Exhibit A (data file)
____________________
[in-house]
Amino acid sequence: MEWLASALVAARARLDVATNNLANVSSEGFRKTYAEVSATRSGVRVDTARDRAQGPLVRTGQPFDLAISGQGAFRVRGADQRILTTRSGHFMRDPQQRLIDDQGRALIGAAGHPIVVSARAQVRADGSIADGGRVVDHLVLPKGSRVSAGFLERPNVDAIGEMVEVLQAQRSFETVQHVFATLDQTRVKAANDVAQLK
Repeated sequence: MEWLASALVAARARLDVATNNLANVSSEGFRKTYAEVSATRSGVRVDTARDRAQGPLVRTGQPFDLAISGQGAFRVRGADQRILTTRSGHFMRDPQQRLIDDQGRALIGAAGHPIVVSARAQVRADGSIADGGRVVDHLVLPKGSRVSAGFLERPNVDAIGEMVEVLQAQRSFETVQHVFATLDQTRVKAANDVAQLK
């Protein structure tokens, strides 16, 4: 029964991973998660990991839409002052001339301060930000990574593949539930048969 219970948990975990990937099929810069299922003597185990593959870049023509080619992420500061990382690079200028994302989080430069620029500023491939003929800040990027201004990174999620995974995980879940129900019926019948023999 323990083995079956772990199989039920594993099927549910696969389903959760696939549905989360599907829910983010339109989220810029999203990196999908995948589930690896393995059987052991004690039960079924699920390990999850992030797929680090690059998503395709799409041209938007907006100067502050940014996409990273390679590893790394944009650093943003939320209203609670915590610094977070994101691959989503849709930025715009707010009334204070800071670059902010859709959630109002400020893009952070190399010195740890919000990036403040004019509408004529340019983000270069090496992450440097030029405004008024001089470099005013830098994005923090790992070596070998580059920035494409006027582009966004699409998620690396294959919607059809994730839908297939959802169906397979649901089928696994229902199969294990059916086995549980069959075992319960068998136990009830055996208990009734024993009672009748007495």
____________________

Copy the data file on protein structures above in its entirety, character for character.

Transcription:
[in-house]
Amino acid sequence: MEWLASALVAARARLDVATNNLANVSSEGFRKTYAEVSATRSGVRVDTARDRAQGPLVRTGQPFDLAISGQGAFRVRGADQRILTTRSGHFMRDPQQRLIDDQGRALIGAAGHPIVVSARAQVRADGSIADGGRVVDHLVLPKGSRVSAGFLERPNVDAIGEMVEVLQAQRSFETVQHVFATLDQTRVKAANDVAQLK
Repeated sequence: MEWLASALVAARARLDVATNNLANVSSEGFRKTYAEVSATRSGVRVDTARDRAQGPLVRTGQPFDLAISGQGAFRVRGADQRILTTRSGHFMRDPQQRLIDDQGRALIGAAGHPIVVSARAQVRADGSIADGGRVVDHLVLPKGSRVSAGFLERPNVDAIGEMVEVLQAQRSFETVQHVFATLDQTRVKAANDVAQLK
């Protein structure tokens, strides 16, 4: 029964991973998660990991839409002052001339301060930000990574593949539930048969 219970948990975990990937099929810069299922003597185990593959870049023509080619992420500061990382690079200028994302989080430069620029500023491939003929800040990027201004990174999620995974995980879940129900019926019948023999 323990083995079956772990199989039920594993099927549910696969389903959760696939549905989360599907829910983010339109989220810029999203990196999908995948589930690896393995059987052991004690039960079924699920390990999850992030797929680090690059998503395709799409041209938007907006100067502050940014996409990273390679590893790394944009650093943003939320209203609670915590610094977070994101691959989503849709930025715009707010009334204070800071670059902010859709959630109002400020893009952070190399010195740890919000990036403040004019509408004529340019983000270069090496992450440097030029405004008024001089470099005013830098994005923090790992070596070998580059920035494409006027582009966004699409998620690396294959919607059809994730839908297939959802169906397979649901089928696994229902199969294990059916086995549980069959075992319960068998136990009830055996208990009734024993009672009748007495």